I’ve avoided any commentary on Brexit in recent times, as it seemed to be going nowhere. Finally, just ten days before deadline, the House of Commons voted that a deal could be done … just not in the deadline given. So, it now looks like 31st January, 2020. Maybe.
The whole thing is a mess, as it has left the UK with three-and-a-half years of uncertain future, a battered currency and an economy stagnating. Nevertheless, whichever side of the fence you were on, it has got to the stage where we just want to Get Brexit Done, as the government’s slogan goes.
Watching the whole thing from afar – I don’t spend much time in Britain anymore – it looks like a country in transition. From where it’s come from to where it’s going, no one can predict – not even a futurist (of which I am not) – but it is clear that it is impacting lots of areas.
In a report a year ago, looking at economic forecasts from 14 reputable agencies, the conclusion is that:
The vast majority of the Brexit impact studies suggest the UK economy will grow more slowly after Brexit than it would do as a member of the EU, with those predictions ranging from a negligible cost to an 18% reduction in output in 2030 compared to a world in which the UK remained a member of the EU … only one study (produced by Economists for Free Trade) has predicted that Brexit will provide a significant boost to the UK economy. They forecast that UK national income would be at least 4% (and perhaps as much as 7%) larger if the UK leaves the EU and unilaterally adopts completely free trade than if the UK were to remain a member of the EU.
Well, so far not all of this has come true. The Guardian keeps a nice tracker of how Brexit has actually affected the UK economy so far, and find that inflation has been kept at bay, house prices are coming back, government borrowing is down and the trade deficit improved. These are good things. Unfortunately, this is countered by the fact that “analysts said Britain looked likely to remain in contraction in the third quarter of 2019, marking the second consecutive three-month period of decline in GDP: the technical definition of recession.”
In a new report from the CBI, this is confirmed:
A wave of corporate insolvencies, company profit warnings and a gloomy forecast of manufacturing investment over the next year has sparked concerns that Brexit uncertainty will weigh on the UK economy more than previously estimated. A survey by the business lobby group the Confederation of British Industry (CBI) found that the prospect of leaving the EU’s customs union and single market without a deal had led a majority of factory owners to cut back investment for the coming year.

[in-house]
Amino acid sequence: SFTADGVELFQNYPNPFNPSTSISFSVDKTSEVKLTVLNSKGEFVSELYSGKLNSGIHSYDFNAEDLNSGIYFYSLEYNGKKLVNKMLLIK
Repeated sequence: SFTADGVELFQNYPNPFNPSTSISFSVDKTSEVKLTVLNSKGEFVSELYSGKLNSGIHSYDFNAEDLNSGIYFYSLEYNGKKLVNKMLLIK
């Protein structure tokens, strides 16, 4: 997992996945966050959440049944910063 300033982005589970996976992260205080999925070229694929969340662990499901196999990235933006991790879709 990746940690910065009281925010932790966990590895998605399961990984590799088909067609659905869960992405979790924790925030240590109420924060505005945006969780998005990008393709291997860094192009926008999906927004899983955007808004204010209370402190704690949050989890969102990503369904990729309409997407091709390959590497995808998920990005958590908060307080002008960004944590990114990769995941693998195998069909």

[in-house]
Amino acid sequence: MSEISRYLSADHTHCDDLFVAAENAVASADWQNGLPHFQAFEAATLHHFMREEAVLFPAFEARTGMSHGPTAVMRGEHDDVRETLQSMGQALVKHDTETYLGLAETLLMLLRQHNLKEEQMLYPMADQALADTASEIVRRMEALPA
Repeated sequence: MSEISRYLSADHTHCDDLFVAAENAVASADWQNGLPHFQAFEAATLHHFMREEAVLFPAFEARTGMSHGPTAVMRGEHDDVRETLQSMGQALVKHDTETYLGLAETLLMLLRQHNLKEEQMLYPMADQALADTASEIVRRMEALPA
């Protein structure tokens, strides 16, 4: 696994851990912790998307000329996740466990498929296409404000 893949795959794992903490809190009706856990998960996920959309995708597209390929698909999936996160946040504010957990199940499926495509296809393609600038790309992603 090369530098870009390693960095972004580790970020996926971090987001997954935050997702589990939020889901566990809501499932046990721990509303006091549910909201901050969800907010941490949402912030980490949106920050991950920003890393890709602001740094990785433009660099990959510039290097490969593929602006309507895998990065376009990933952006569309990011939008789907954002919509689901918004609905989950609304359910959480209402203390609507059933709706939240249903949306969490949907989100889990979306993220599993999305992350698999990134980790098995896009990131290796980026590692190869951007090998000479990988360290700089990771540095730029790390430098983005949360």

What about the future?
Well, hard to say. The BBC notes that in the latest round of Parliamentary debate, there is no economic assessment of the impact of this deal on the UK economy:
There are two reasons why there is no economic impact assessment being published. First, it would take longer than a few days to do one. And second, because the assessment would almost certainly show that the medium term trade off for the UK is negative for growth.
You could of course read the government’s view, which says that “the UK economy would grow in all Brexit scenarios considered, just at different speeds”. Of course it will (they say).
For the City and London, many have said it’s no big deal, but I think it is. Ireland is benefiting from US banking relocations, as are Paris and Frankfurt. According to Ernst & Young, “City financial firms have so far committed to move at least 7,000 jobs and £1 trillion of assets out of the UK to prepare for Brexit, with the true cost likely to be higher. Brexit has also cost firms £4 billion as they have moved staff, taken out legal advice and implemented contingency plans.”
For FinTech, I covered this in-depth during this year’s Innovate Finance meeting in March, which concluded it will not harm the outlook for the future. Certainly, the news that London just beat New York for FinTech start-ups, and has now overtaken San Francisco for unicorns, implies this is true. After all, the UK does have one of the most favourable regulatory and language environments for most. This combined with the talent pool, adjacent industries and co-location all remain advantageous to the future. If you want more views on this, Coin Telegraph recently asked a range of industry players their views and is worth a read.
Meanwhile, the overall long-term view? Who knows? I guess, like Boris, I just with we could Get Brexit Done, move on and get on with the long-term. Seems to be the view of most these days.